The enactment of RUU 355, proposed by PAS President Hadi Awang, is a contentious issue in Malaysia. PAS leaders have publicly reiterated that the main aim of the proposed amendment was not about hudud but merely to strengthen the sharia laws, while opponents claimed it is an unconstitutional move and a stepping stone for the implementation of hudud.
About 30,000 purple-shirted people attended Himpunan 355. This is slightly higher than the Malay crowd at Bersih 5. Yet, this should not be seen as indicative of the strength of PAS’s electoral support. While this figure reflects the ability of the Islamist party to mobilise a crowd, it also reveals its limitations. Read more
Source: FMT News
An analyst says PAS and Umno should address Orang Asli problems if they care about human rights. Pic from FMT News.
PETALING JAYA: A political scientist regards the recent PAS and Umno protest against the treatment of the Rohingya in Myanmar to be more of a showcase of their newfound political alliance than a show of concern over a humanitarian crisis.
“Instead of addressing the Rohingya issue, the rally looked more like an attempt to showcase Umno and PAS coming together and working as a political pact rather than a coming together of two parties in the name of human rights,” said Faisal Syam Hazis of Universiti Kebangsaan Malaysia.
“If that’s the intention, I think the opposition has the right to question their motives and the kind of image they are trying to portray for themselves.”
Faisal said that there were many pressing national issues that required cooperation beyond partisan politics, such as the plight of the Orang Asli in PAS-governed Kelantan. Read more
Source: The Huffington Post
BY DANIEL WAGNER
Muslims from around the world have long chosen Malaysia as a holiday destination, being widely viewed as a moderate Muslim country, where people of diverse ethnicity and religion live in harmony. Muslims account for approximately 60 percent of the population (most of them being ethnic Malay), with Chinese and Indian minorities accounting for most of the rest, practicing Buddhism, Christianity and Hinduism as they please. That is part of what makes Malaysia unique. Its tranquility is now under threat, however, a combination of simmering ethnic tension and government action that is taking the country down a dangerous path.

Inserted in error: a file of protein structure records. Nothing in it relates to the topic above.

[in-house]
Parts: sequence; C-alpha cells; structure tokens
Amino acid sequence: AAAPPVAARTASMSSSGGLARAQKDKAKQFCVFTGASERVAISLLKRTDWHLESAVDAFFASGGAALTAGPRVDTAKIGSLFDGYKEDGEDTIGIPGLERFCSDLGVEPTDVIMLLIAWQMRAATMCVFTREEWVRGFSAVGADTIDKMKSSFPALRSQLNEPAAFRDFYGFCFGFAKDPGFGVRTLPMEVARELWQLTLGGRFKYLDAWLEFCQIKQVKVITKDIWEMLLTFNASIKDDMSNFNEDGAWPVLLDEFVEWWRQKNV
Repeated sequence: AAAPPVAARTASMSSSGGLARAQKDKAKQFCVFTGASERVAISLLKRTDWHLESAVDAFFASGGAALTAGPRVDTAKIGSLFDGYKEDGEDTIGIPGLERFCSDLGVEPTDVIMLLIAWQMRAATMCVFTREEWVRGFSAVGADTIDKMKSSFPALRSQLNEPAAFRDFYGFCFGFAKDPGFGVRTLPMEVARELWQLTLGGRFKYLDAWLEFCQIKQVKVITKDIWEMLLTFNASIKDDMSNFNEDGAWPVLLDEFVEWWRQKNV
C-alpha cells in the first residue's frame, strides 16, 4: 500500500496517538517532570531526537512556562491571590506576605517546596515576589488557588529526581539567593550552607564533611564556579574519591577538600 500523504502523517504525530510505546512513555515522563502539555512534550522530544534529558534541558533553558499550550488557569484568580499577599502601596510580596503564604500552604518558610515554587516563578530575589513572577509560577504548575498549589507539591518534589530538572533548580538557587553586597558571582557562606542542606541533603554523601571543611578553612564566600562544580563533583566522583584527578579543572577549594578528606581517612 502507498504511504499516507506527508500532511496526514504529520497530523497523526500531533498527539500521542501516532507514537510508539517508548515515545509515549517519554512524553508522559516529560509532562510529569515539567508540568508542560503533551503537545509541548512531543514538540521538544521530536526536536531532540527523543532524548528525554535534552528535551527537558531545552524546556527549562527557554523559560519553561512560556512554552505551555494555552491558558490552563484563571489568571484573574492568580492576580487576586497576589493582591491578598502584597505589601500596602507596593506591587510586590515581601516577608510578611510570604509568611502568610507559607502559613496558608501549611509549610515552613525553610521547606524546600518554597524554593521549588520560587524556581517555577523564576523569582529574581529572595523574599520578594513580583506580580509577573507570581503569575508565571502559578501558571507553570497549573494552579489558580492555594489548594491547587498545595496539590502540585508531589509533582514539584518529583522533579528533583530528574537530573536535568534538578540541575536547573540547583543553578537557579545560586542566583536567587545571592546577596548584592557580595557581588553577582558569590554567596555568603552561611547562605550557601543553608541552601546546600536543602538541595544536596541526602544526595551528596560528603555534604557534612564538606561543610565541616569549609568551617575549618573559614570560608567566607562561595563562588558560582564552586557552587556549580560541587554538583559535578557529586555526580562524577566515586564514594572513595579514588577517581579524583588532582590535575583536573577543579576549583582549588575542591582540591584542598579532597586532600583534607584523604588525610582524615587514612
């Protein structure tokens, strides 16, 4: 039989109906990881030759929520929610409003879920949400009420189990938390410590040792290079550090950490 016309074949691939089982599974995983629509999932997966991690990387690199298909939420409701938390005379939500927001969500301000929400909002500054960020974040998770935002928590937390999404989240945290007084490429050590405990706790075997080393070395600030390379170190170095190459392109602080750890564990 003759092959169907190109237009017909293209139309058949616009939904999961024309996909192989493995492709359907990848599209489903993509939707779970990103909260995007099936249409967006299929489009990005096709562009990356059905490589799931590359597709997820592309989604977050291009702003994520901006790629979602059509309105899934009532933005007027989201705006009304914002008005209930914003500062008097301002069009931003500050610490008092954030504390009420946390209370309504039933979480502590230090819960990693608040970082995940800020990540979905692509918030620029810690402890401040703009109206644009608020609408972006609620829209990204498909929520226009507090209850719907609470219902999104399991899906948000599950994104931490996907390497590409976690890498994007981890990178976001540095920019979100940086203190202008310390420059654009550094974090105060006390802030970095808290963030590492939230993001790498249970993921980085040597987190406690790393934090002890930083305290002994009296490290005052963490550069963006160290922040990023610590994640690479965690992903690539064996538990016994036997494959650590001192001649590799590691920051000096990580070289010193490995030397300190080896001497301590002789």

For decades, Malaysia’s main opposition party – the Pan-Malaysian Islamic Party (PAS) – has promoted the adoption of Islamic law, and for decades the government has objected to such law, until now. Prime Minister Najib Razak has for many months been embroiled in a corruption scandal, in which he has admitted accepting nearly $700 million as a “donation” to him. Moreover, his government is in trouble, as urban voters are increasingly rejecting the ruling United Malay National Organization (UMNO) and it policies. Many Malaysians have had enough of Mr. Najib, UMNO, and the current government.
Mr. Najib and UMNO have therefore decided to court rural Malays, who tend to be more conservative and who support PAS in greater numbers than their urban counterparts. In May of this year, UMNO fast-tracked the reading of a bill drafted by PAS which sought to increase the punishment courts may impose on those Muslims convicted of religious offenses through existing Islamic courts. Opening that Pandora’s Box has naturally created an uproar among moderate Muslims in the country.
Islamic law is already enforced in some capacity in the more conservative parts of the country, where, for example, religious authorities already check patrons’ religion in hotels and bars. The authorities may already jail those who do not practice official interpretations of the law. Some PAS members want Muslims convicted of drinking alcohol to receive up to 80 lashes of the rattan cane, and for adulterers to receive up to 100 lashes of the cane, in ominous echoes of the punishment already dispensed in countries such as Iran and Saudi Arabia. Is the next step amputations for stealing and hangings for being gay? Moderate Muslims know that such a pivot toward the imposition of Islamic law usually only leads in one direction: more of the same.